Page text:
American Federation of Teachers president Randi Weingarten has accrued a potential six-figure, taxpayer-funded New York City pension during her more than a decade as head of the teachers union’s local affiliate — when she didn’t actually teach — according to an analysis from a conservative labor group.
A labor lawyer by trade, Weingarten, 65, who earns more than $540,000 as AFT leader, taught full-time at a Brooklyn high school for around three years in the 1990s before leaving to run the United Federation of Teachers — but is still eligible to receive $15,000 annually when she retires thanks to the city’s generous agreement with her union and the city.
The Freedom Foundation obtained records revealing that the Teachers’ Retirement System of the City of New York has credited Weingarten with 15 years of service as a teacher, despite her serving roughly 11 of those years out of the classroom as president of UFT.
The teachers union president is poised to rake in more than $200,000 over 15 years from the Teacher Retirement System of the City of New York if she chooses to retire at 70, the group found after submitting Freedom of Information Law requests.
“Weingarten has been able to accrue hundreds of thousands of dollars in pension benefits while spending very little time teaching in the classroom,” Maxford Nelsen, the Freedom Foundation’s director of labor policy told The Post. “It’s a result of a policy decision made by city officials with the union.”
Weingarten was a social studies teacher at Clara Barton High School in Crown Heights between 1994 and 1997, and before that served as a substitute teacher for three years.
Asked about her city pension, Weingarten disputed the findings on what her annual benefit would be at age 70 as “completely wrong.”
“I would have to check with UFT and TRS [Teachers Retirement System] on the other or find a quarterly statement, none of which I have right now,” she said.
The union president then cc’d AFT and UFT reps to “follow up.”
During her testimony before the House Oversight Select Subcommittee on the Coronavirus Pandemic in April, Weingarten also disclosed that she has been “on leave” from her position in the New York City school system since becoming president of UFT, which the Freedom Foundation confirmed through a FOIL request last year.
As part of UFT’s collective bargaining agreement with the city, teachers may go on leave without pay to work for the teachers union — allowing them to count those years toward an eventual pension in the Teacher Retirement System.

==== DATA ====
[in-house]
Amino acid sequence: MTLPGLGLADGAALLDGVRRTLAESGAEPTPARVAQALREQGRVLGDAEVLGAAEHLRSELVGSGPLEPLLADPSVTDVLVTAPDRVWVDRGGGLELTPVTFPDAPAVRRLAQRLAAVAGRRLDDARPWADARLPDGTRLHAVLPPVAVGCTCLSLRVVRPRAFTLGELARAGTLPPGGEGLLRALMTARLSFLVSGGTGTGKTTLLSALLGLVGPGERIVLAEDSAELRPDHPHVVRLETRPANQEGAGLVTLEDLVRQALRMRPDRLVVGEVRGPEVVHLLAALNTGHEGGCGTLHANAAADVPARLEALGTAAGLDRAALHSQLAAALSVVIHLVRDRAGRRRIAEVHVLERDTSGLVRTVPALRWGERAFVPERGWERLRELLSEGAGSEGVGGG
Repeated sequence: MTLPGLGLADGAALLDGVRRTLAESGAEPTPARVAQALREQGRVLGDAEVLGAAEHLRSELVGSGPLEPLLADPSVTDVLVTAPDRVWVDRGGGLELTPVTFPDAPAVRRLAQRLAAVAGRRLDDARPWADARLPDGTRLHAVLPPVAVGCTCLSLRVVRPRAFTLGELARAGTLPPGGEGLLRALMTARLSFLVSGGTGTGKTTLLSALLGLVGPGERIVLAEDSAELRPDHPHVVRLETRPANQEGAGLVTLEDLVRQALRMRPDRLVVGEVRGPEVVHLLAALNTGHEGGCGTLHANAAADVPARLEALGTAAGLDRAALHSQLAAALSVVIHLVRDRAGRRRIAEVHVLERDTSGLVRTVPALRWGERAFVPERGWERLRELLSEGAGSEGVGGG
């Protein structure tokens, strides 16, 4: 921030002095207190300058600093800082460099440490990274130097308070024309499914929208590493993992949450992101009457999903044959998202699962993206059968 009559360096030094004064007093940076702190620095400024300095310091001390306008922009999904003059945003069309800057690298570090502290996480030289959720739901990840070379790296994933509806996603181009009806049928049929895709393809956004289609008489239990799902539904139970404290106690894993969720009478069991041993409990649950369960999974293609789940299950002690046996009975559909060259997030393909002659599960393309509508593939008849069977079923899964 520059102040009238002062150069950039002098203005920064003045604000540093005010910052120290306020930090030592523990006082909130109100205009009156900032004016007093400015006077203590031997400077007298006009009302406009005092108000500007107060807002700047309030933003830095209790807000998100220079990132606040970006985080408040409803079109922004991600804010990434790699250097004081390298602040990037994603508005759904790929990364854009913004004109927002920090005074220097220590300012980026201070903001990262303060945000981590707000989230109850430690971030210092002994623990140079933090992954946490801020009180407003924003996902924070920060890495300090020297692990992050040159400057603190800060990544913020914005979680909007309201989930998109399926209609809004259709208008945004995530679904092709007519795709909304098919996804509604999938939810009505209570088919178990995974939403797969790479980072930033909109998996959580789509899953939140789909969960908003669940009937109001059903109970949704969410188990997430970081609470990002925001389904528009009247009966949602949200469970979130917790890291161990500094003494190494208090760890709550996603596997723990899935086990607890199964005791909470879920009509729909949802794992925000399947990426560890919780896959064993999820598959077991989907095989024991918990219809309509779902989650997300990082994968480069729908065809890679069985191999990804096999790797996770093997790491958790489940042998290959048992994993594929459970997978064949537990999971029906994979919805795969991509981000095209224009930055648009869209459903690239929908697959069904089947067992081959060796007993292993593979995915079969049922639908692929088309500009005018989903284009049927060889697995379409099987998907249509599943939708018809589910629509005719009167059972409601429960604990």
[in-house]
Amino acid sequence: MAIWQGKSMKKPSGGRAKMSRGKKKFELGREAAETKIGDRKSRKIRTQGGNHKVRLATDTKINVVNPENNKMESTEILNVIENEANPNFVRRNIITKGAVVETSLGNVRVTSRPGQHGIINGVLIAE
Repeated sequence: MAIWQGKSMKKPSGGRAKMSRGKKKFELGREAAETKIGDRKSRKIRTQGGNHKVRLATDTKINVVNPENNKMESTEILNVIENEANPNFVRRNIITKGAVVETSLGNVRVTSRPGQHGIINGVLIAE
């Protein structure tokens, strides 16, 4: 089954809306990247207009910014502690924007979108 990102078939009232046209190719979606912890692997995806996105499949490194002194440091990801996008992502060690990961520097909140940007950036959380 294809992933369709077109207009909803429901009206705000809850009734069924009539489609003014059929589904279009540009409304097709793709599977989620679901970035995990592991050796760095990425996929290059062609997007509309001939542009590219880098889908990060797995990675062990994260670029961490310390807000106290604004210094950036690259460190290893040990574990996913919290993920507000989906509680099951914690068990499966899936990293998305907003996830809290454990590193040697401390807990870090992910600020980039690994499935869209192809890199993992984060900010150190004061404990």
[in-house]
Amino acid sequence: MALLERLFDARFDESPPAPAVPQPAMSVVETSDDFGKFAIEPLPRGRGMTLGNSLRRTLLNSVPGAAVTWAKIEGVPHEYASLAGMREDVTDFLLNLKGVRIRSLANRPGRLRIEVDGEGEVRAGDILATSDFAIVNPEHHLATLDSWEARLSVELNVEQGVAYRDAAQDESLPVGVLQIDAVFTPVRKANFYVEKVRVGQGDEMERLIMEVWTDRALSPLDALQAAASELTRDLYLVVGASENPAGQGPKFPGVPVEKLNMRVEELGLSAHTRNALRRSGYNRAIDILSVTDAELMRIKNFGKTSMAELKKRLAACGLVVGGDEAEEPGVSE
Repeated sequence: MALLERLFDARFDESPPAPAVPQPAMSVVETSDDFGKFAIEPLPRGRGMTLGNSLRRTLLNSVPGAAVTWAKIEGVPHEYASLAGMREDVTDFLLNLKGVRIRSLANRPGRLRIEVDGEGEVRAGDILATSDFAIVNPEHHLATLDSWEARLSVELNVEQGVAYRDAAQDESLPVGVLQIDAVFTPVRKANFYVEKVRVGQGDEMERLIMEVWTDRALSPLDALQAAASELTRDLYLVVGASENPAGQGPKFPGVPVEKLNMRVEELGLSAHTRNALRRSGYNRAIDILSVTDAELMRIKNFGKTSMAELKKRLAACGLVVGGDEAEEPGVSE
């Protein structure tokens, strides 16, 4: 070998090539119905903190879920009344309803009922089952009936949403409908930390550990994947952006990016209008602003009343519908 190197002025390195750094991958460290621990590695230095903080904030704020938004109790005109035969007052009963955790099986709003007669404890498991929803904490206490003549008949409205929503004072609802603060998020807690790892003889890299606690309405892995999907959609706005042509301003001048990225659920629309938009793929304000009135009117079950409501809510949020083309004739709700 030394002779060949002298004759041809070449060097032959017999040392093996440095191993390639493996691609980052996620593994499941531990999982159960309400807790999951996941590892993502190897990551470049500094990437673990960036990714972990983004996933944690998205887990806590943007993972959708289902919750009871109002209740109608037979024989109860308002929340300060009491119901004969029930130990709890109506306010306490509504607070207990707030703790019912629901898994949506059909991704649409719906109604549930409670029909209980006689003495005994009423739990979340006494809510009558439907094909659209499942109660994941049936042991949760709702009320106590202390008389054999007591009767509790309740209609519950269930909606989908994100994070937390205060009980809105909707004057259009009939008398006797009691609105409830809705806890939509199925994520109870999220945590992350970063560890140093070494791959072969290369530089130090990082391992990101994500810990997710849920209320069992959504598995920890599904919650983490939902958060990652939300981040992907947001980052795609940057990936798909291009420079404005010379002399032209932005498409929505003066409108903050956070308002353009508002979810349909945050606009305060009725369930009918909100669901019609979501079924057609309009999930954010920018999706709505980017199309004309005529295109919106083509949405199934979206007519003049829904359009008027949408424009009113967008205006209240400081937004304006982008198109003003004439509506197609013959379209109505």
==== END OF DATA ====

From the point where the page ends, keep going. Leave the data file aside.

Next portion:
The system typically vests teachers with pensions after 5 years of service in the classroom.
Under the agreement, a portion of those members taking leaves of absence without pay are still eligible for pensions without contributions being made on their behalf by the union.
Weingarten is also poised to get an even more generous pension for her union duties when she retires. She earns at least $543,562 per year from AFT and $57,000 is set aside for “retirement and other deferred compensation.”
“The New York Post has refused to provide us with the supposed analysis this story is based on. Regardless, it’s pure speculation because Ms. Weingarten is not retired,” AFT spokesman Andrew Crook said.
“Ms. Weingarten has worked on behalf of UFT members—including teaching in NYC public schools—for nearly 40 years.”
The Post did provide a summary of the report to AFT when asked for comment.
Weingarten began serving as a legal counsel at UFT in 1986 before becoming a teacher.
Other records obtained by the Freedom Foundation show she worked about two hours a day as a substitute from September 1991 to August 1994, amounting to about a year of service in her retirement account.
She worked as a “regularly appointed” teacher from September 1994 to spring 1997. Her last reported salary as a teacher was $64,313.
Freedom Foundation estimates that the teachers union chief may have contributed as little as $7,200 to her pension during her years of service.
Mayor Eric Adams and Schools Chancellor David Banks had no immediate comment on Weingarten’s pension and whether they would curb “leave” benefits for teachers who are performing union duties instead of teaching kids. City Hall is currently in talks with the UFT to hammer out a new labor contract.